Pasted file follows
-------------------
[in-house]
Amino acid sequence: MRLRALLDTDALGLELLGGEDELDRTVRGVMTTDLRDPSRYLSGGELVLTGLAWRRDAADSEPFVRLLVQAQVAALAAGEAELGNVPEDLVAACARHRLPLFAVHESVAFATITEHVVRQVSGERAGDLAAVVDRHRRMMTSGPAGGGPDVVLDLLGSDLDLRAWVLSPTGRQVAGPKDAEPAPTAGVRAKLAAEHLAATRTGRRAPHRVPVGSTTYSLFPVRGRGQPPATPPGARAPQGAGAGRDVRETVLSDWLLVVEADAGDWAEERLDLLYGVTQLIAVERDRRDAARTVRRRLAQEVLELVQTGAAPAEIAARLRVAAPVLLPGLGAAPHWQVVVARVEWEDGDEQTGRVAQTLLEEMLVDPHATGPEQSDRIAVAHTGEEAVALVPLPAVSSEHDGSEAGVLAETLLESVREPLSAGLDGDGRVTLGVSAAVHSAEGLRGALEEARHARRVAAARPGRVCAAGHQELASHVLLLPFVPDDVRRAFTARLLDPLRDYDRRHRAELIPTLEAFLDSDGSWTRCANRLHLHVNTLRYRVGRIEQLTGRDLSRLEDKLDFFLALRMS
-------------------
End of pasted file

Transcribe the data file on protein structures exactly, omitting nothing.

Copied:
[in-house]
Amino acid sequence: MRLRALLDTDALGLELLGGEDELDRTVRGVMTTDLRDPSRYLSGGELVLTGLAWRRDAADSEPFVRLLVQAQVAALAAGEAELGNVPEDLVAACARHRLPLFAVHESVAFATITEHVVRQVSGERAGDLAAVVDRHRRMMTSGPAGGGPDVVLDLLGSDLDLRAWVLSPTGRQVAGPKDAEPAPTAGVRAKLAAEHLAATRTGRRAPHRVPVGSTTYSLFPVRGRGQPPATPPGARAPQGAGAGRDVRETVLSDWLLVVEADAGDWAEERLDLLYGVTQLIAVERDRRDAARTVRRRLAQEVLELVQTGAAPAEIAARLRVAAPVLLPGLGAAPHWQVVVARVEWEDGDEQTGRVAQTLLEEMLVDPHATGPEQSDRIAVAHTGEEAVALVPLPAVSSEHDGSEAGVLAETLLESVREPLSAGLDGDGRVTLGVSAAVHSAEGLRGALEEARHARRVAAARPGRVCAAGHQELASHVLLLPFVPDDVRRAFTARLLDPLRDYDRRHRAELIPTLEAFLDSDGSWTRCANRLHLHVNTLRYRVGRIEQLTGRDLSRLEDKLDFFLALRMS